Tag Archives: living tradition

Obeah

Obeah: A Sorcerous Ossuary by Nicholaj De Mattos Frisvold, with cover art by Kyle Fite, is a recent release from Hadean Press.

Nicholaj de Mattos Frisvold Kyle Fyte Obeah from Hadean Press

“Of all the Living Traditions, Obeah has remained the most elusive. Whilst Vodou and Santeria have had both academic and occult treatment in tomes widely available to the seeker, Obeah has stayed uncompromisingly rooted as a sorcerous tradition veiled in obscurity. In Obeah: A Sorcerous Ossuary, Nicholaj de Mattos Frisvold teases open this Caribbean mystery and reveals a crooked path into the hidden world of Papa Bones and Sasabonsam with a short monograph concerning the history of this incoherent cult and the ways in which power is bestowed upon and wielded by the Obeahman.

The text includes the Kabalistic Banquette of Lemegeton, the Hypostasis of Abysina Clarissa and the Green Beasts, a Kabalistic Mass for Anima Sola Mayanet, a Call to Papa Bones, a Call to Spirit Guides, a Call to Anima Sola Abysina Clarissa, the Missale Ezekiel Sasabonson or the Conjuration of the Shadow-Self, and the Ritual Reptilica de Anansi, and offers insights into the Obeahman’s special relationship with the spirits of wood, water, and bone.

This book is currently available in trade hardback and digital editions. We will also be releasing a very special hand bound and extremely limited edition of 21 copies. We are not taking reservations for the limited edition at this time.” [via]

A Report on Current Magical and Esoteric Blogs

“A Report on Current Magical and Esoteric Blogs” by Laura Mitchell in the Spring 2013 issue of the Societas Magica Newsletter (PDF Link) includes mention of the Hermetic Library Blog. [HT Sarah Veale]

Societas Magica Newsletter for Spring 2013 (PDF)

I won’t lie: I’m in pretty good company on this short list.

When Mitchell writes that the library blog “is a combination of the more academic-minded and the experiences and thoughts of those engaged in esotericism as a living tradition,” I feel gratified that I’ve apparently been successful in trying to do my little part to bridge some of the traditional divides between town-gown and praxis-theory, and certainly I agree that my musings on the blog are not particularly academic, though I sometimes I do try a bit harder than others, that isn’t my goal necessarily for the blog itself, per se, as much as adding value to the canonical library site as well as having a place for some personal reflective practice, content curation and promotion, and, well … whatever else it is I do!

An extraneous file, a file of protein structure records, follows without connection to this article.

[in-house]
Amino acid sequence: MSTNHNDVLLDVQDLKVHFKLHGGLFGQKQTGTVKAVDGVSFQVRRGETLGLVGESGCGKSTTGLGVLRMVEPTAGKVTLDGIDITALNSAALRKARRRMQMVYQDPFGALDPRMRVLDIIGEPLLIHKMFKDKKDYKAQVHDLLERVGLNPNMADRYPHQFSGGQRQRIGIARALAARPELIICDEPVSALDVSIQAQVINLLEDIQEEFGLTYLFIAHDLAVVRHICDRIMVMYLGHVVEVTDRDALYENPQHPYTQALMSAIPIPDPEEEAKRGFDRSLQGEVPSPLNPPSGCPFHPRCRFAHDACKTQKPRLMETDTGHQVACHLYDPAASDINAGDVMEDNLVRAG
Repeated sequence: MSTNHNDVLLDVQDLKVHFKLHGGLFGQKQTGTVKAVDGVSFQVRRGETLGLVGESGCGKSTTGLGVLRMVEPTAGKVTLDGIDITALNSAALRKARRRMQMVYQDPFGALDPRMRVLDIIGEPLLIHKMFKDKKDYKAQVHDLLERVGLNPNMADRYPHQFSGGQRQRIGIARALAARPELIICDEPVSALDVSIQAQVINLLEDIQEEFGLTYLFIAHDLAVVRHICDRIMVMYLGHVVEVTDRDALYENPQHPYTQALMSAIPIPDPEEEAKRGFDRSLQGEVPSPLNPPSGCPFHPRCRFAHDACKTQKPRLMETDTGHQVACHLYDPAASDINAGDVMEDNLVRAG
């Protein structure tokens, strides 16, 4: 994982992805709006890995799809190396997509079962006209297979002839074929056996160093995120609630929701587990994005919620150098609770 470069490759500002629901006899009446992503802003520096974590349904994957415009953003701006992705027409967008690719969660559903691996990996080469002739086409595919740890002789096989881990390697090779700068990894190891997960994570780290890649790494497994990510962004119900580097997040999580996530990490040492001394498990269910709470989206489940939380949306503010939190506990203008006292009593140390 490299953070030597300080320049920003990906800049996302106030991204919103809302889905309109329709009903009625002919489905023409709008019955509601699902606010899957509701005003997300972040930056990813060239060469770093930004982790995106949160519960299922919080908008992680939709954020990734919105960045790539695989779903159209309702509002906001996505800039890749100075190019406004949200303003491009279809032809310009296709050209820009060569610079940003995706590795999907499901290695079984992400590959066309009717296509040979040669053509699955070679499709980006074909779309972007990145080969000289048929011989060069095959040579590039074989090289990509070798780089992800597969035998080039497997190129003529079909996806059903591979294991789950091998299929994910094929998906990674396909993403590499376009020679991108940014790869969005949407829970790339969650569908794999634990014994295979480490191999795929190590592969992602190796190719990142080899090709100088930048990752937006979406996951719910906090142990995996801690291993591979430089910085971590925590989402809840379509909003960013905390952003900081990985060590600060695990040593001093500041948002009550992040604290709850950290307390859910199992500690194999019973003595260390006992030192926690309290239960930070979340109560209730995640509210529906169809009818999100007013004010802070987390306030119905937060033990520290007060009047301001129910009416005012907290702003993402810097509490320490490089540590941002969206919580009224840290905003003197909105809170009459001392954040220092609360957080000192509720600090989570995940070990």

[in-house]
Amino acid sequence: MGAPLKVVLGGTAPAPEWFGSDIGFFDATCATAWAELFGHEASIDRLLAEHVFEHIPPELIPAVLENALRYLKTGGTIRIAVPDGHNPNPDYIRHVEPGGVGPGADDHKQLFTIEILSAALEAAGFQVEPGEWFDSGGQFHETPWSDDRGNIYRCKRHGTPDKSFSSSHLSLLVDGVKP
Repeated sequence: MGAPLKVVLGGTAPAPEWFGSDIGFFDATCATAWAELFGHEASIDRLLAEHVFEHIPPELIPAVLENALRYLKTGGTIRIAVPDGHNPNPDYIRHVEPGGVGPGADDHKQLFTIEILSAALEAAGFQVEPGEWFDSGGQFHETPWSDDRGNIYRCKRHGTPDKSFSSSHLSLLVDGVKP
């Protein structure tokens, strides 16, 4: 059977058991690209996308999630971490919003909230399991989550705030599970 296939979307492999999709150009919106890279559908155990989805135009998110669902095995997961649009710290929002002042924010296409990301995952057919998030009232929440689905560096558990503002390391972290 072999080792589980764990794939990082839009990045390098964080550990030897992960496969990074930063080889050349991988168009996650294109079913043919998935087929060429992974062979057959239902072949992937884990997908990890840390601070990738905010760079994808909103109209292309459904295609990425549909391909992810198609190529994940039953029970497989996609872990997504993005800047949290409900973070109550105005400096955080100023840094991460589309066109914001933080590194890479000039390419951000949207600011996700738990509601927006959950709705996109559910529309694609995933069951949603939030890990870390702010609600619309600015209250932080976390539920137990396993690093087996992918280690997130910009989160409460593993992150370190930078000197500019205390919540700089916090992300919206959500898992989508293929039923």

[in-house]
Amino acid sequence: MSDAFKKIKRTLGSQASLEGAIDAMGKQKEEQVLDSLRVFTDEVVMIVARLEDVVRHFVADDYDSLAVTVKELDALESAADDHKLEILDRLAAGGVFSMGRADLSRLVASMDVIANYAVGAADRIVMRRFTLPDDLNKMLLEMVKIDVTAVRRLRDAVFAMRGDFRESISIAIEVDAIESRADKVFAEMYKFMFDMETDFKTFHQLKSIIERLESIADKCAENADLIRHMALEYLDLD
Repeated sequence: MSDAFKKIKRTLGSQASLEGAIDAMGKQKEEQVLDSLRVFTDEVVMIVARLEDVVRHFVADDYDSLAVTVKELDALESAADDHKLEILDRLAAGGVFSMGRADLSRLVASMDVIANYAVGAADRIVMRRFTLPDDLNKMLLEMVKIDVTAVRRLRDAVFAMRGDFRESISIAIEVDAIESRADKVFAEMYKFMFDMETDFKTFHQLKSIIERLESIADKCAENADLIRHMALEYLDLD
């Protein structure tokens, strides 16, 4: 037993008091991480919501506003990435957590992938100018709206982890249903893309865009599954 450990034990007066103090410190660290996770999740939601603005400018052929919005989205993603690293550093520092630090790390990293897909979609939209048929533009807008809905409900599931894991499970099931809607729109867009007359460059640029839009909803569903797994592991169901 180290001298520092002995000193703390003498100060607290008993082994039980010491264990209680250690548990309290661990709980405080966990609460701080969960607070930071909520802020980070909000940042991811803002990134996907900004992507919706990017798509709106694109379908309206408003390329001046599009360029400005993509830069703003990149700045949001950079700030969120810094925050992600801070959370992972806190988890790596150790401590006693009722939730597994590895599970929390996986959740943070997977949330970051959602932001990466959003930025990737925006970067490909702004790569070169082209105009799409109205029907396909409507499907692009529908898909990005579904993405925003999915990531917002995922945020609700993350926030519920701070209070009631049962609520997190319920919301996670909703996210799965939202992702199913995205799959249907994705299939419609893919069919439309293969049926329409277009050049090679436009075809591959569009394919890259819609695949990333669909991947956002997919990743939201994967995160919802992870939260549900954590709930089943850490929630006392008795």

I’m grouped under the heading of “Hermeticism” along with the blog of the Ritman Library in Amsterdam. One might quibble about the variety of what people mean by “Hermeticism” as opposed to my intentional, personal use of “Hermetism” to generally differentiate between a former modern and a latter historical, or Latin, traditions; just as I’ve tried to be clear about carving out an even additional space for the use of the word “Hermetic” that is distinct, especially as used in the name, and thus prima facie mission statement, of the Hermetic Library; but, ultimately, using “Hermeticism” as the umbrella is fair, pretty normal usage, and certainly matches one aspect of the scope I cover on the blog and at the library, and either way I’m certainly quite flattered, pleased and proud to be included in the list.

You may want to check out Societas Magica itself as well as the other short list of blogs other than this one which are featured.

Mitchell discusses some of the advantages and benefits of the medium in general in the article:

“For those who are not already engaged with the genre, blogging has several advantages as a mode of exchange for scholars. Most importantly, academic blogging is much faster than traditional scholarly media, not only in terms of publishing speed (virtually instant), but also in terms of enabling quick feedback from the reading public. This can make it a good venue for advancing new theories and ideas as well as posting short pieces of the “notes and queries” type. Part and parcel of their greater speed, academic blogs tend to be informal in style, which makes them quick and easy to write, and can be more inviting for readers too. For me, blog posts have sometimes had unexpected professional benefits of various kinds. As a (fairly new) active participant in the academic blogging community, I have found that writing posts gives me a unique opportunity to test out new ideas or examine a subject that I might otherwise avoid because it falls outside of my area of expertise.”

Egil Asperem notes with amusement that this is a round-up of blogs in a newsletter. But, I have to be honest and say the most amusing part for me is when Mitchell says that my blog is “run by an anonymous practitioner (who refers to him or herself as ‘the librarian’)” … which boggles me a little bit, since I think it’s pretty clear who it is behind the mask, so to speak. But, as I have been identified at various times as anonymous, enigmatic and of indeterminate gender as well as being an egotistical self-promoter (based on the same evidence natheless!), I clearly and definitely now have accumulated the necessary mystique and hidden-in-plain-sight misdirection to carry off a double life as both the mild-mannered alter-ego as well as the caped mastermind known as The Librarian. Well, it’s time for me to be off and start that League of Evil now, I suppose! Work, work, work …